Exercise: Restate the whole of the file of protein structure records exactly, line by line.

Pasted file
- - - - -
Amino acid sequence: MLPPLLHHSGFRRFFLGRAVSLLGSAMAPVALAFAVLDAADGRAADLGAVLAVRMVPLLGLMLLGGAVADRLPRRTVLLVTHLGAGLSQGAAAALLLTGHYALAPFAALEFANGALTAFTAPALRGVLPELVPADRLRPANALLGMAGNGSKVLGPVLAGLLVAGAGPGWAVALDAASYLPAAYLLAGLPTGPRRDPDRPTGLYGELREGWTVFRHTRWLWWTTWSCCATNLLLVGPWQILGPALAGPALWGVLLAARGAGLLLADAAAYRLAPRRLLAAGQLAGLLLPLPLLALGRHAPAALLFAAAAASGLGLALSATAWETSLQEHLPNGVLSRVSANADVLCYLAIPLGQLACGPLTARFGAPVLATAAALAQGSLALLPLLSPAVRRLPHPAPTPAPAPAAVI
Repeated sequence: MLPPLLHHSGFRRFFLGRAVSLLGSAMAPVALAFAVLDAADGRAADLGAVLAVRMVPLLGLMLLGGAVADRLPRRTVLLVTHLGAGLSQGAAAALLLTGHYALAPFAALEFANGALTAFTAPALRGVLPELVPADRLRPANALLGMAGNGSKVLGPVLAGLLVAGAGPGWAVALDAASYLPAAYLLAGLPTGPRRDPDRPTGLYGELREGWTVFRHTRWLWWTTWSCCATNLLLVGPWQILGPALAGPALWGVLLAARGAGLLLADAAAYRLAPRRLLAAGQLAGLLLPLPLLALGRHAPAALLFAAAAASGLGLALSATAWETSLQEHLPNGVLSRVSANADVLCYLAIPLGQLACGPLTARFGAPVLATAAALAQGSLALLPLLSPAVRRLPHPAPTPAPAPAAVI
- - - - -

Amino acid sequence: MLPPLLHHSGFRRFFLGRAVSLLGSAMAPVALAFAVLDAADGRAADLGAVLAVRMVPLLGLMLLGGAVADRLPRRTVLLVTHLGAGLSQGAAAALLLTGHYALAPFAALEFANGALTAFTAPALRGVLPELVPADRLRPANALLGMAGNGSKVLGPVLAGLLVAGAGPGWAVALDAASYLPAAYLLAGLPTGPRRDPDRPTGLYGELREGWTVFRHTRWLWWTTWSCCATNLLLVGPWQILGPALAGPALWGVLLAARGAGLLLADAAAYRLAPRRLLAAGQLAGLLLPLPLLALGRHAPAALLFAAAAASGLGLALSATAWETSLQEHLPNGVLSRVSANADVLCYLAIPLGQLACGPLTARFGAPVLATAAALAQGSLALLPLLSPAVRRLPHPAPTPAPAPAAVI
Repeated sequence: MLPPLLHHSGFRRFFLGRAVSLLGSAMAPVALAFAVLDAADGRAADLGAVLAVRMVPLLGLMLLGGAVADRLPRRTVLLVTHLGAGLSQGAAAALLLTGHYALAPFAALEFANGALTAFTAPALRGVLPELVPADRLRPANALLGMAGNGSKVLGPVLAGLLVAGAGPGWAVALDAASYLPAAYLLAGLPTGPRRDPDRPTGLYGELREGWTVFRHTRWLWWTTWSCCATNLLLVGPWQILGPALAGPALWGVLLAARGAGLLLADAAAYRLAPRRLLAAGQLAGLLLPLPLLALGRHAPAALLFAAAAASGLGLALSATAWETSLQEHLPNGVLSRVSANADVLCYLAIPLGQLACGPLTARFGAPVLATAAALAQGSLALLPLLSPAVRRLPHPAPTPAPAPAAVI